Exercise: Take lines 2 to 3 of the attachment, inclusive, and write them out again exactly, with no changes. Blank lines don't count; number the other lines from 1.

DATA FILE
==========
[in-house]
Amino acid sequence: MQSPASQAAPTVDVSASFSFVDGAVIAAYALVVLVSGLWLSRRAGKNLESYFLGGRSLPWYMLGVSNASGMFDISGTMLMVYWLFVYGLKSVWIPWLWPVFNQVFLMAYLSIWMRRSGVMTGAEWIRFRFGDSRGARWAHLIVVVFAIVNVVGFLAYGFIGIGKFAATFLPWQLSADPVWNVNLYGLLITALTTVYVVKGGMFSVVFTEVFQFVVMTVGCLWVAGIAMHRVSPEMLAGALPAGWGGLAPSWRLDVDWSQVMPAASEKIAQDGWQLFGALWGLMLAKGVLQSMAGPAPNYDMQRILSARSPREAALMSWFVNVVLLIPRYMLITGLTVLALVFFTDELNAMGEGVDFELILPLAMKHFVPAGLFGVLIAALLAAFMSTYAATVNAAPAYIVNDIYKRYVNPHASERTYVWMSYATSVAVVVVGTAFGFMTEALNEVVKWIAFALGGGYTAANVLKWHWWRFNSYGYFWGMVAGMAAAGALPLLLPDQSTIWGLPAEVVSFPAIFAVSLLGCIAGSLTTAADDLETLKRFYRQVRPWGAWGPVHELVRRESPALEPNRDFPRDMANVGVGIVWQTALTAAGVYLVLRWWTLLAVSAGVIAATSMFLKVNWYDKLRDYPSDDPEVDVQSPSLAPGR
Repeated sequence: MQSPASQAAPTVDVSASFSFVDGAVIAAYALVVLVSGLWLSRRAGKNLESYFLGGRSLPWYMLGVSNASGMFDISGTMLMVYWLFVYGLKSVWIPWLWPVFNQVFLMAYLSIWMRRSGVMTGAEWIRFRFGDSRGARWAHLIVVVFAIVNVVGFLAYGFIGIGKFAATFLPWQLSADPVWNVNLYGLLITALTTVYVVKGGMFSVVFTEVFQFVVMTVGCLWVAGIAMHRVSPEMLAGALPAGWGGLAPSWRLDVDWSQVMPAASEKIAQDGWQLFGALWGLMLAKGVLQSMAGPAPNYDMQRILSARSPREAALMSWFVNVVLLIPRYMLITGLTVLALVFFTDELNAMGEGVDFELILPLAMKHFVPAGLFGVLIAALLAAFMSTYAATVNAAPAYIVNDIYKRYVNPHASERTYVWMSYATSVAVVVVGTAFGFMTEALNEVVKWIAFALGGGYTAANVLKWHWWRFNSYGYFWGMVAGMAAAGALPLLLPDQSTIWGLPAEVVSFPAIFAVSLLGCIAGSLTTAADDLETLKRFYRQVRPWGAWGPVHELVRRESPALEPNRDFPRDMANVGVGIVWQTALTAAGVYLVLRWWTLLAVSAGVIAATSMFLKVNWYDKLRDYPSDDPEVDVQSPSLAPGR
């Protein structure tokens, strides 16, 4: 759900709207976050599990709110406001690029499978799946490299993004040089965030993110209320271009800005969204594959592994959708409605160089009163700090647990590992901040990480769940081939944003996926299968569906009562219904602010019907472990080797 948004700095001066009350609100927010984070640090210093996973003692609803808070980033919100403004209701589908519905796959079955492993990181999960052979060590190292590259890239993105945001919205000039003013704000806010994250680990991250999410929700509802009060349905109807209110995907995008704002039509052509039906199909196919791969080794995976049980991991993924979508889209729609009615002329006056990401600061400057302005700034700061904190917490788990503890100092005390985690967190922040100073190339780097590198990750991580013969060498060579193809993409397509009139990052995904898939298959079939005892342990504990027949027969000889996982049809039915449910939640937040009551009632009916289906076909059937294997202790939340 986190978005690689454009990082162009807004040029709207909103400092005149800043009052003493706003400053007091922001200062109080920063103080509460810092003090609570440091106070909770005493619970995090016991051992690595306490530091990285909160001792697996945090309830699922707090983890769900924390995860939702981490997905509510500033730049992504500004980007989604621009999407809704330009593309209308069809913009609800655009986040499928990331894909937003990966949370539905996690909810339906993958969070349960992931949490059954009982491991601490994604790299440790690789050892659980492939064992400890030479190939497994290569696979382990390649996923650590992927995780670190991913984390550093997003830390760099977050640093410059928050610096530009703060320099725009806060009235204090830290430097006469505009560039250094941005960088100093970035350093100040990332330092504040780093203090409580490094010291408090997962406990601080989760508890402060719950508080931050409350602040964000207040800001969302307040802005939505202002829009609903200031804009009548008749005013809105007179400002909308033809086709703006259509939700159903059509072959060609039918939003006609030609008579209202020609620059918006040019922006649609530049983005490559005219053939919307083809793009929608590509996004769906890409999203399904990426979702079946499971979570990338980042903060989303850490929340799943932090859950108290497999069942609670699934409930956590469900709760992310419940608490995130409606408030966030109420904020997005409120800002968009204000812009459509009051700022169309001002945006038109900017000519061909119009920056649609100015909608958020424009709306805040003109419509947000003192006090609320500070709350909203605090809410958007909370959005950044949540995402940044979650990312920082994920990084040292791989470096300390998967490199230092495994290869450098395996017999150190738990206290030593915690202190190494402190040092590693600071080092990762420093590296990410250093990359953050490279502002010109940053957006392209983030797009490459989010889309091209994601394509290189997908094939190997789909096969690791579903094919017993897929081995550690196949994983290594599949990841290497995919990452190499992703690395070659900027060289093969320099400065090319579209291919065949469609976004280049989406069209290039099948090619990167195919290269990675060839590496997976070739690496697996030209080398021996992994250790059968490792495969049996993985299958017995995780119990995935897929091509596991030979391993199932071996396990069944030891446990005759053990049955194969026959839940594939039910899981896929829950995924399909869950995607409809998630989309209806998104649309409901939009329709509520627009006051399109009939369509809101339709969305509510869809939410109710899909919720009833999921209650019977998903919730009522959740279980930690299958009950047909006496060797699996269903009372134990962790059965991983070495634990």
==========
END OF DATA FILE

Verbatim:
Amino acid sequence: MQSPASQAAPTVDVSASFSFVDGAVIAAYALVVLVSGLWLSRRAGKNLESYFLGGRSLPWYMLGVSNASGMFDISGTMLMVYWLFVYGLKSVWIPWLWPVFNQVFLMAYLSIWMRRSGVMTGAEWIRFRFGDSRGARWAHLIVVVFAIVNVVGFLAYGFIGIGKFAATFLPWQLSADPVWNVNLYGLLITALTTVYVVKGGMFSVVFTEVFQFVVMTVGCLWVAGIAMHRVSPEMLAGALPAGWGGLAPSWRLDVDWSQVMPAASEKIAQDGWQLFGALWGLMLAKGVLQSMAGPAPNYDMQRILSARSPREAALMSWFVNVVLLIPRYMLITGLTVLALVFFTDELNAMGEGVDFELILPLAMKHFVPAGLFGVLIAALLAAFMSTYAATVNAAPAYIVNDIYKRYVNPHASERTYVWMSYATSVAVVVVGTAFGFMTEALNEVVKWIAFALGGGYTAANVLKWHWWRFNSYGYFWGMVAGMAAAGALPLLLPDQSTIWGLPAEVVSFPAIFAVSLLGCIAGSLTTAADDLETLKRFYRQVRPWGAWGPVHELVRRESPALEPNRDFPRDMANVGVGIVWQTALTAAGVYLVLRWWTLLAVSAGVIAATSMFLKVNWYDKLRDYPSDDPEVDVQSPSLAPGR
Repeated sequence: MQSPASQAAPTVDVSASFSFVDGAVIAAYALVVLVSGLWLSRRAGKNLESYFLGGRSLPWYMLGVSNASGMFDISGTMLMVYWLFVYGLKSVWIPWLWPVFNQVFLMAYLSIWMRRSGVMTGAEWIRFRFGDSRGARWAHLIVVVFAIVNVVGFLAYGFIGIGKFAATFLPWQLSADPVWNVNLYGLLITALTTVYVVKGGMFSVVFTEVFQFVVMTVGCLWVAGIAMHRVSPEMLAGALPAGWGGLAPSWRLDVDWSQVMPAASEKIAQDGWQLFGALWGLMLAKGVLQSMAGPAPNYDMQRILSARSPREAALMSWFVNVVLLIPRYMLITGLTVLALVFFTDELNAMGEGVDFELILPLAMKHFVPAGLFGVLIAALLAAFMSTYAATVNAAPAYIVNDIYKRYVNPHASERTYVWMSYATSVAVVVVGTAFGFMTEALNEVVKWIAFALGGGYTAANVLKWHWWRFNSYGYFWGMVAGMAAAGALPLLLPDQSTIWGLPAEVVSFPAIFAVSLLGCIAGSLTTAADDLETLKRFYRQVRPWGAWGPVHELVRRESPALEPNRDFPRDMANVGVGIVWQTALTAAGVYLVLRWWTLLAVSAGVIAATSMFLKVNWYDKLRDYPSDDPEVDVQSPSLAPGR